It feels like the sort of tradition that once upon a time had a real significance, but now is just something we do because we do.

So then I was thinking about the spectacle of Palm Sunday, which really is unique in the liturgical year.  Yes, on Good Friday (and later on Palm Sunday) we read the Passion, with different people getting parts, including the congregation.  But I think it's only at the beginning of Palm Sunday* that we literally reenact a Scriptural scene.*  We go outside, bless the palms, and then as a group we recreate this moment in which Jesus entered Jerusalem.


(* The Eucharistic prayer itself would seem to fit the bill, too. More than a retelling of the Last Supper it is a reenactment.  But the one difference is that the reenactment more or less centers on the presider. The congregation's role is more or less that of witness.)

That sense of recreating the scene turns the palm I think into a sort of souvenir.  It's like a Broadway playbill or Mickey Mouse ears -- something that says "I was there. I was at that moment." Or even better, "I participated. I was a part of that moment."

Talk about participating in a moment. Oy. 

Which is to say (and this is exactly the same way we think about the Eucharist, and the feast of Christmas as well), Jesus' entrance as king into Jerusalem is not just a historical artifact that we remember. It's something that's understood as also happening today.  I was there. I was a part of that.  And I have the palm to prove it.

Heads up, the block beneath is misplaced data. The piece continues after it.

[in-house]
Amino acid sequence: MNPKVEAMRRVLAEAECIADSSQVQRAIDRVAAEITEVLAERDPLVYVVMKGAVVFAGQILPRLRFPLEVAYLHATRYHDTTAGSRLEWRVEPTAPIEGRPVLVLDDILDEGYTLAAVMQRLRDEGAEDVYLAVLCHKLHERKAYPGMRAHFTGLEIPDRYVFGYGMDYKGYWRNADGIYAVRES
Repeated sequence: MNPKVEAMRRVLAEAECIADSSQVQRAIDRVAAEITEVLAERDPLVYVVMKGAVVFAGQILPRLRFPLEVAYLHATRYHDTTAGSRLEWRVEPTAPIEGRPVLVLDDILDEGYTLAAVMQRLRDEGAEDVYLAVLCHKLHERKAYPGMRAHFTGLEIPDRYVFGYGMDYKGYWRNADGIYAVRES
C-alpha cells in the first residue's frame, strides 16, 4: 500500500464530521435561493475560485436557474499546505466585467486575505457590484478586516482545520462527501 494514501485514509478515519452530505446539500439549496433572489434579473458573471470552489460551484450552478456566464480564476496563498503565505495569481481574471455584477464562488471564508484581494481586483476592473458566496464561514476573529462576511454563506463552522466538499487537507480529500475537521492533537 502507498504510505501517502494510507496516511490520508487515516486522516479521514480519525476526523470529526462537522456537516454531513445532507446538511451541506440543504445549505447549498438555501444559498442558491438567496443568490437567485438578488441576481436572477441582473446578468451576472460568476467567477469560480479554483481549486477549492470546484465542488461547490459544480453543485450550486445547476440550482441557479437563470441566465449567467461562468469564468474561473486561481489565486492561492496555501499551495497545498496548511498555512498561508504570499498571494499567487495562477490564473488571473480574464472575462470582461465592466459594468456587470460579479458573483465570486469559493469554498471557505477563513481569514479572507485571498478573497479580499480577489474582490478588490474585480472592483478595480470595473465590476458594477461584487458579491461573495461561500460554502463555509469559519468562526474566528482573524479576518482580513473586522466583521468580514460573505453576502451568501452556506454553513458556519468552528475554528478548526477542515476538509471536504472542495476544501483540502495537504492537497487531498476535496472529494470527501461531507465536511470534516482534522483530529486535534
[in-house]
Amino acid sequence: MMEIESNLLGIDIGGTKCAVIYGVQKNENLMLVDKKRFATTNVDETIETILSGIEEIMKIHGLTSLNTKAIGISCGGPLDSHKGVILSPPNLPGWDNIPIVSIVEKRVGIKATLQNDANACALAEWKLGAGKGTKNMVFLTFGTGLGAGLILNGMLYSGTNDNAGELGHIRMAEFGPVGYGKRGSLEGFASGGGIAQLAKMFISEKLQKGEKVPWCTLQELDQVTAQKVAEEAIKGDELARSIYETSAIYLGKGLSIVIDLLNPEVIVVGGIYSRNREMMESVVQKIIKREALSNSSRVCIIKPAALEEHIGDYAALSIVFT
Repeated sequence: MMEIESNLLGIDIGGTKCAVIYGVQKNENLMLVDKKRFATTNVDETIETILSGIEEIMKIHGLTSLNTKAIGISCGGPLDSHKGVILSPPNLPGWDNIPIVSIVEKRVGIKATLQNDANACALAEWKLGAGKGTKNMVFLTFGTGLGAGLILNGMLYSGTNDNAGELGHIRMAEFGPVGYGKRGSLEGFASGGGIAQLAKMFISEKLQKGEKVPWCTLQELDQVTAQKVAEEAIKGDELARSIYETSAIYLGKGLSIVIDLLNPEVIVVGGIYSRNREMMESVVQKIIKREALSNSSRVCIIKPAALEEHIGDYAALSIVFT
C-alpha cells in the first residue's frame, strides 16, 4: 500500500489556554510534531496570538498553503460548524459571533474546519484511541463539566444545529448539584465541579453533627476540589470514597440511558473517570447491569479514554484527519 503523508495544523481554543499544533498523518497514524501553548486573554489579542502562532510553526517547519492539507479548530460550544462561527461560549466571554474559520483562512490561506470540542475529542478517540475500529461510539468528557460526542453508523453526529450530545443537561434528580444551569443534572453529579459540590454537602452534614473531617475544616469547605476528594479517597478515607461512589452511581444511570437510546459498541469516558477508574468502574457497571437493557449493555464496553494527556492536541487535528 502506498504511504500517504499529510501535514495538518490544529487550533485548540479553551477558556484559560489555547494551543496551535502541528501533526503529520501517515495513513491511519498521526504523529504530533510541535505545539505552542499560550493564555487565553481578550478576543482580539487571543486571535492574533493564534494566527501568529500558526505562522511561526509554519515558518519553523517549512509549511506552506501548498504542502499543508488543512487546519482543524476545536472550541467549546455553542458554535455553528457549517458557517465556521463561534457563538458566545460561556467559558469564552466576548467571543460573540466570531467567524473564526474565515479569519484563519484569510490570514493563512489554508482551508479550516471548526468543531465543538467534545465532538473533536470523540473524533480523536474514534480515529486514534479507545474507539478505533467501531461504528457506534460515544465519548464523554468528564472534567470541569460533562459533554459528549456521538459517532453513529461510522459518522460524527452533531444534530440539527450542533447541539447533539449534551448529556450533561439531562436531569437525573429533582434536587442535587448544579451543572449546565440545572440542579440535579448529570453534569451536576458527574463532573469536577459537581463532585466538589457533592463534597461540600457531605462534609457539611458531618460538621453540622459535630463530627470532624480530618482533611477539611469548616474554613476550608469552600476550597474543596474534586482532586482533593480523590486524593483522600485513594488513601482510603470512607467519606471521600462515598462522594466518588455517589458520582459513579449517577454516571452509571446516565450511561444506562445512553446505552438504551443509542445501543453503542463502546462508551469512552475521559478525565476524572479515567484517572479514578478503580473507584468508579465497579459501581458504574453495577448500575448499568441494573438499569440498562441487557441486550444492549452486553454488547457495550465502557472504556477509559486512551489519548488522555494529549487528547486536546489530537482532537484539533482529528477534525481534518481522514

But a souvenir always has some feeling or promise attached to it. I buy and keep Mickey Mouse ears because Disneyland was a magical place for me and my family. And I want not only to remember that but to continue to have a little taste of that in my ordinary life.

For the Harry Potter fans out there, we're talking Horcruxes. The objects that we hold on to from special experiences are invested by us with a bit of that experience. They retain a charge, if you will, that we can draw on by looking at them again later. Holding them. Remembering.

When it comes to the palm, I think of this in terms less of a feeling and more of a promise. What we witness on Palm Sunday is Jesus coming into our lives. And coming in as a king of peace. (One of the things I learned in researching Palm Sunday is that in the ancient world, a king intent on conquest would ride into town on a horse. But a king who rides in on a donkey comes in peace.)

It's him yet again establishing who he intends to be in our lives. The one who save us. The one who sets us free. The one who loves us enough to show up in the midst of all our sinfulness and pain.

And I think we keep the palm as a token of that. Jesus came into the world for me. Jesus is there for me, no matter what.

This Holy Week, we might consider where we find ourselves needing Jesus to enter into our lives right now. The areas where we're experiencing pain, confusion. Anxiety. Loss.

And look to the palm, and imagine Him riding into those places in our lives and our hearts, bringing gentleness and peace.